Bell peppers

Red bell pepper

How to select

  • Look for peppers that are firm with a shiny, bright appearance. 
  • A good pepper feels heavy for its size. 
  • Soft, shriveled peppers or peppers with bruises or soft spots should be avoided.

How to prepare

  • Rinse peppers under running water.
  • Pay attention to crevices.
  • Gently scrub with a vegetable brush any dirt or residue.
  • Remove seeds before eating

How to store

  • Wash your peppers just before you eat them to keep them fresh. 
  • Whole peppers can be stored in the refrigerator for up to a week. 
  • Cut peppers can be stored in a covered container in the refrigerator for two days. 
  • Place peppers in a freezer bag or container and store in the freezer to keep them longer.

Peak season


Ways to use

  • Stuff peppers with beans, brown rice, and vegetables. 
  • Put diced peppers in your scrambled eggs.
  • Slice peppers and enjoy with your favorite dip.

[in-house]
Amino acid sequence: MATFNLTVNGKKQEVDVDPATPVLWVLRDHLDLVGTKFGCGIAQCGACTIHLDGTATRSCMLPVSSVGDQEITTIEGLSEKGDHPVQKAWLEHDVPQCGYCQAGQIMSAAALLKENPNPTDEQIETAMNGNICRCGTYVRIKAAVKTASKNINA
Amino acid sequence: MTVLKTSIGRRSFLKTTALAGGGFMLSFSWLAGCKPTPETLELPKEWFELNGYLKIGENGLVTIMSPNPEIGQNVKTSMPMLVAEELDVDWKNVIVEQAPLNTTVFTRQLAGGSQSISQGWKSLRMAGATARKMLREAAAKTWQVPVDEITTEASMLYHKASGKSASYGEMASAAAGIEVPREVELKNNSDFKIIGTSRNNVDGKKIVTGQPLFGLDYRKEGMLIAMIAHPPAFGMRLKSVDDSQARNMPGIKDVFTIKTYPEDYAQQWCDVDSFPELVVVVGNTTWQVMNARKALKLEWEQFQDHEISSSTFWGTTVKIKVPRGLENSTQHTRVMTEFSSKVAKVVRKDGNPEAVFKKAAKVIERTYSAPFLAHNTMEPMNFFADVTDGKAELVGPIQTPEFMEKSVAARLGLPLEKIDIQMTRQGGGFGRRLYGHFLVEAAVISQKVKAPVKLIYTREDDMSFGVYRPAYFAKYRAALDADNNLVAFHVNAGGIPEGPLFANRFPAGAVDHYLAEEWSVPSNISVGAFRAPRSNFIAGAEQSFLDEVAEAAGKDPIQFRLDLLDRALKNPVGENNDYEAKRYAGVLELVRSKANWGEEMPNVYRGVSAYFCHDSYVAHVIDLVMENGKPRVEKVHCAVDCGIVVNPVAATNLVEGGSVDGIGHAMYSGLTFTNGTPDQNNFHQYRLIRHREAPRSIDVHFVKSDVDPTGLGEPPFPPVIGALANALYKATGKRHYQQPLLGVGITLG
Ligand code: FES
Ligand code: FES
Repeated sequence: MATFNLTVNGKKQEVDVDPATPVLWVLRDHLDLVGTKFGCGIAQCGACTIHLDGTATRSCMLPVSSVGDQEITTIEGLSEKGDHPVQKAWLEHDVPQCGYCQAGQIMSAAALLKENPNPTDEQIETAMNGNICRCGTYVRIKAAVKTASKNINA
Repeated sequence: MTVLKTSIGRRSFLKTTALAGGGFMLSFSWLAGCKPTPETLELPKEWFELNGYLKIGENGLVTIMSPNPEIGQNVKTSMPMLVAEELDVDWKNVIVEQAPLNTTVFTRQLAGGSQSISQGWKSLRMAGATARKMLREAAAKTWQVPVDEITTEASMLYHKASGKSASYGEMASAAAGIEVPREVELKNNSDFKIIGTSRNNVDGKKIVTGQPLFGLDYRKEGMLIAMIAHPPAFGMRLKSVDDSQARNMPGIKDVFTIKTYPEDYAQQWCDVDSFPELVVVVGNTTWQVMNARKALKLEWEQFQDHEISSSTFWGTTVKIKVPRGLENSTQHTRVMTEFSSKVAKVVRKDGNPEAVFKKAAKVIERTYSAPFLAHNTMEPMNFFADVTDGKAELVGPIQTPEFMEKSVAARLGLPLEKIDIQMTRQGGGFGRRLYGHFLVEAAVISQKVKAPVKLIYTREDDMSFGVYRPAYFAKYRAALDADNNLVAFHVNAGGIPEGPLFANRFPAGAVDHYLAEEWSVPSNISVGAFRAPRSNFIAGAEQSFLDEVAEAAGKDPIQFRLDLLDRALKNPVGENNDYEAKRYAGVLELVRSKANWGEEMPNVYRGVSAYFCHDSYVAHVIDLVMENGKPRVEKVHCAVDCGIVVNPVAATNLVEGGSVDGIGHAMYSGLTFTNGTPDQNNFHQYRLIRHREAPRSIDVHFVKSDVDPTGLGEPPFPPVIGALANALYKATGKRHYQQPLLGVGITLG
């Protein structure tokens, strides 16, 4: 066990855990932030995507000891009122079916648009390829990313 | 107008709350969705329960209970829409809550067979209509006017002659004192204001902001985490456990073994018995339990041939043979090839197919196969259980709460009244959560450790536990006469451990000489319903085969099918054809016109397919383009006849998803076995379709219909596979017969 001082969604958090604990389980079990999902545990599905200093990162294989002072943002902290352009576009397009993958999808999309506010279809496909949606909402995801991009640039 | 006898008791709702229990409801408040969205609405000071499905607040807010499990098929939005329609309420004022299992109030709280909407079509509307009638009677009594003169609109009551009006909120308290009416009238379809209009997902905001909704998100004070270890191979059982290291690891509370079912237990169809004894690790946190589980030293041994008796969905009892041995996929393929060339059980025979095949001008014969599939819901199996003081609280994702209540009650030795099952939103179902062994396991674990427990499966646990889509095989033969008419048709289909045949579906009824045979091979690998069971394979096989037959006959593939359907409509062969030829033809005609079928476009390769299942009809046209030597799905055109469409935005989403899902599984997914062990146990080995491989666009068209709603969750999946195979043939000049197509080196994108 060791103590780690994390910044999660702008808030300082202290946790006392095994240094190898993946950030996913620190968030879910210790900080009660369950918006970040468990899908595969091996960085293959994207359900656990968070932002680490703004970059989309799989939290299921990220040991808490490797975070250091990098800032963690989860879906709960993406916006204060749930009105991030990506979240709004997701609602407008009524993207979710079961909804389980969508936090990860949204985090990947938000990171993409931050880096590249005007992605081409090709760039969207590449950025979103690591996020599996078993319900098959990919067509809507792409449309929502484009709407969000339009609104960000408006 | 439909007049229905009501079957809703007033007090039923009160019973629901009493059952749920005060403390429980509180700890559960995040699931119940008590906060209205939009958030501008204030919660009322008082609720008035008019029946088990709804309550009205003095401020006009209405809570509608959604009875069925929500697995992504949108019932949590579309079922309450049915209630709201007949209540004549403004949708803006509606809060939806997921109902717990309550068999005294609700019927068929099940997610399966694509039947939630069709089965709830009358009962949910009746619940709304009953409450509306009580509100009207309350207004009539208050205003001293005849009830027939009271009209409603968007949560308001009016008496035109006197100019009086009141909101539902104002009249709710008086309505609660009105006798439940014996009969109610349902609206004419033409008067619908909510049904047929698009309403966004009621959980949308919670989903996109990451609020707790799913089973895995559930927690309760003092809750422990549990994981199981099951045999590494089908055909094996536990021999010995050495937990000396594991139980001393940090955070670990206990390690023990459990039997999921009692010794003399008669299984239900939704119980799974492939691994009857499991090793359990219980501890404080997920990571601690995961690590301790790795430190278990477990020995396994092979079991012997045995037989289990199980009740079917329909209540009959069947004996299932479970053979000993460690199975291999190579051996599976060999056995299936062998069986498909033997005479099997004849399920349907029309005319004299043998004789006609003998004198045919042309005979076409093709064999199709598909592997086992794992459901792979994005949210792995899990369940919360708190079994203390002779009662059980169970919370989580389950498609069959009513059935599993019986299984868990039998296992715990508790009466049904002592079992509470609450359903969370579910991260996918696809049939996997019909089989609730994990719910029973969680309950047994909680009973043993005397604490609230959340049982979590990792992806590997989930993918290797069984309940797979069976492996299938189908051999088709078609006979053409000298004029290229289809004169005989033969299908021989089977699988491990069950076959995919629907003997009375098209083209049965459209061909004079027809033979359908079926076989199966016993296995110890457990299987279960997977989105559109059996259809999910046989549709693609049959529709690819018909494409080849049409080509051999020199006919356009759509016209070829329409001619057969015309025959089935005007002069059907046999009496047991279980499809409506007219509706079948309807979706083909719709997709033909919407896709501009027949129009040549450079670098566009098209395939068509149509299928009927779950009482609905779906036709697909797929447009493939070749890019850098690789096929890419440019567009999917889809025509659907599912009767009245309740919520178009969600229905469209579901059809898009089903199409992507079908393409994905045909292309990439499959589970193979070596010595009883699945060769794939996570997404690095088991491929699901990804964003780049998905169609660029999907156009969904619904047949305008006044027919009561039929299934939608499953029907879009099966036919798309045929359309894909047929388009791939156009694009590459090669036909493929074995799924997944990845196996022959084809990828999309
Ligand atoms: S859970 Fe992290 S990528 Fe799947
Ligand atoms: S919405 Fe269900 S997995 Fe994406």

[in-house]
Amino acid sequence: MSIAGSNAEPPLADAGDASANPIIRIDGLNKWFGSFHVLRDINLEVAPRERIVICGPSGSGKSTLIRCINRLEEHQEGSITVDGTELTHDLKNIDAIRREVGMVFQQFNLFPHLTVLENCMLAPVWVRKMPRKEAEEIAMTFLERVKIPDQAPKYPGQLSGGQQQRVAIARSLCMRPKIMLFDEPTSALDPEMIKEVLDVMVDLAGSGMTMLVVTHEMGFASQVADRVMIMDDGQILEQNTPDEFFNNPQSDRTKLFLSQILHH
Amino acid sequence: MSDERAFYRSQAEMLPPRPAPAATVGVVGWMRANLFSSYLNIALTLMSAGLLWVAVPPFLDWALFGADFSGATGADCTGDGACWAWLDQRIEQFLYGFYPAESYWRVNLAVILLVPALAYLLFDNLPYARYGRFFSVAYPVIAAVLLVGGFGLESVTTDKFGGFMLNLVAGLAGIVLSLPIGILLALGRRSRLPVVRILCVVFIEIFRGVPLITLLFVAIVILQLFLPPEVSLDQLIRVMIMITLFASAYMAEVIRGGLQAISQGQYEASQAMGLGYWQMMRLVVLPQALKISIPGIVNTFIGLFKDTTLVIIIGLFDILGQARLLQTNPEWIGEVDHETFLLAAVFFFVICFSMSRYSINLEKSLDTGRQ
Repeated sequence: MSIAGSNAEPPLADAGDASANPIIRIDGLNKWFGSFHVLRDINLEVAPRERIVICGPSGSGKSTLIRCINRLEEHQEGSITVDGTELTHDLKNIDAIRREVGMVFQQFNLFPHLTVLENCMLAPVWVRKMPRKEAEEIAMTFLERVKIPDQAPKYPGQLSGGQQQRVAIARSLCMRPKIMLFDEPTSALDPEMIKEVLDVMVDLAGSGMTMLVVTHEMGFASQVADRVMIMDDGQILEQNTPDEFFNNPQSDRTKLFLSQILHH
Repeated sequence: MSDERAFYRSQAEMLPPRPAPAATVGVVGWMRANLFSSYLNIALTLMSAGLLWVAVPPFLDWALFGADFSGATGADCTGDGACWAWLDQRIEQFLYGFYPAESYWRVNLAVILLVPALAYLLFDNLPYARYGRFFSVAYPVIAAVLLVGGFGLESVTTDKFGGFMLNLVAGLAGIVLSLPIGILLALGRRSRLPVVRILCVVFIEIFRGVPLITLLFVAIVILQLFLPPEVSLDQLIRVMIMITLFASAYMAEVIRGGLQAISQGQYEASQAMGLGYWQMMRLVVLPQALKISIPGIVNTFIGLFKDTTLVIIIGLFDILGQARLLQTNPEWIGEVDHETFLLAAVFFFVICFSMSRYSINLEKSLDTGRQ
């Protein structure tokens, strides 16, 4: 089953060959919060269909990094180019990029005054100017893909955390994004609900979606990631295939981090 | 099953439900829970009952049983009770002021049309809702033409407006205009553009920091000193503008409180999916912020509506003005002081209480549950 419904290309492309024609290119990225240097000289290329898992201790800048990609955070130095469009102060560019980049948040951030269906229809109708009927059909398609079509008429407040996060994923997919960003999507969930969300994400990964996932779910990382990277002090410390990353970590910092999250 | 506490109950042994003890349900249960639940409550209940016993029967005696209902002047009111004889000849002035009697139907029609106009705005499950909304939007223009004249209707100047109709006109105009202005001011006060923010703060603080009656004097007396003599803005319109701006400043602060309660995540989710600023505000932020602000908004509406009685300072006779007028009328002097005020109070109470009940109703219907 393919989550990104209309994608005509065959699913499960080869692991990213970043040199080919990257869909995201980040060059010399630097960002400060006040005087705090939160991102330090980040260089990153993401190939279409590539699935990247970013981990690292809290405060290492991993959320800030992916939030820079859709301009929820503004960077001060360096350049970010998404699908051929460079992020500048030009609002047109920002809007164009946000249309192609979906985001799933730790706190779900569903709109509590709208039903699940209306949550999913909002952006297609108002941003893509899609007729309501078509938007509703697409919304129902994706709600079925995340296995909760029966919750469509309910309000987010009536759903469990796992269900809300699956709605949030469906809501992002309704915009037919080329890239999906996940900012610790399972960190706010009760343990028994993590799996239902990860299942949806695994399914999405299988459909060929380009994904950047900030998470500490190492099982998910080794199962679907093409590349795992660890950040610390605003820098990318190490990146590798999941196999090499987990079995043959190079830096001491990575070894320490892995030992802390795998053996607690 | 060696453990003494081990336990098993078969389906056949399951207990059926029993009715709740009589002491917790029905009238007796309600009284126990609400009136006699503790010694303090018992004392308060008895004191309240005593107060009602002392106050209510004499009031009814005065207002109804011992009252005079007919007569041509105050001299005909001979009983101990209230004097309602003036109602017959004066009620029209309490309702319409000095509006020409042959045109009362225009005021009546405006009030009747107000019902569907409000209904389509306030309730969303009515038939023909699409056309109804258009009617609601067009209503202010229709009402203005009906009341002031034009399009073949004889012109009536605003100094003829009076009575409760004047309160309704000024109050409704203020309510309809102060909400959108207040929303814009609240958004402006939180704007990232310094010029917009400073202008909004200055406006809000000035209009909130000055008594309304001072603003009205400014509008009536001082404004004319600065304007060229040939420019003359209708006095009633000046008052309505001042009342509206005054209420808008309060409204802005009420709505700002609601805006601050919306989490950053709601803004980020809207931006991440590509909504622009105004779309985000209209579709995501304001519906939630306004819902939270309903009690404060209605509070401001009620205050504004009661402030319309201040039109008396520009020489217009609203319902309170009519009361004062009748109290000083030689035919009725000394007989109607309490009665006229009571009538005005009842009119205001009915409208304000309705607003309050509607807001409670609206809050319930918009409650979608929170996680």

• Add pepper rings to your pizza 

Fun facts

  • A red pepper is really just an extra-ripe green pepper. 
  • The most popular pepper in the United States is a green bell pepper. 
  • Bell peppers came from Central and South America. 

Nutrition facts and info

Bell peppers contain chemical compounds that can prevent cancer and lower disease risk. Bell peppers are great for your skin and immunity because of the large amounts of vitamins A, C, and E. 

1 cup chopped bell peppers = 30 calories, 7 g carbs, 3 g fiber, 15 mg calcium, 15 mg magnesium, 30 mg phosphorus, 261 mg potassium, 120 mg vitamin C

Learn more

Growing peppers in home gardens (UMN Extension)

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AgHires. 15 Ag Facts about Bell Peppers.

Food Network. In Season: Bell Peppers

Wisconsin Department of Public Instruction. Bell pepper. (PDF)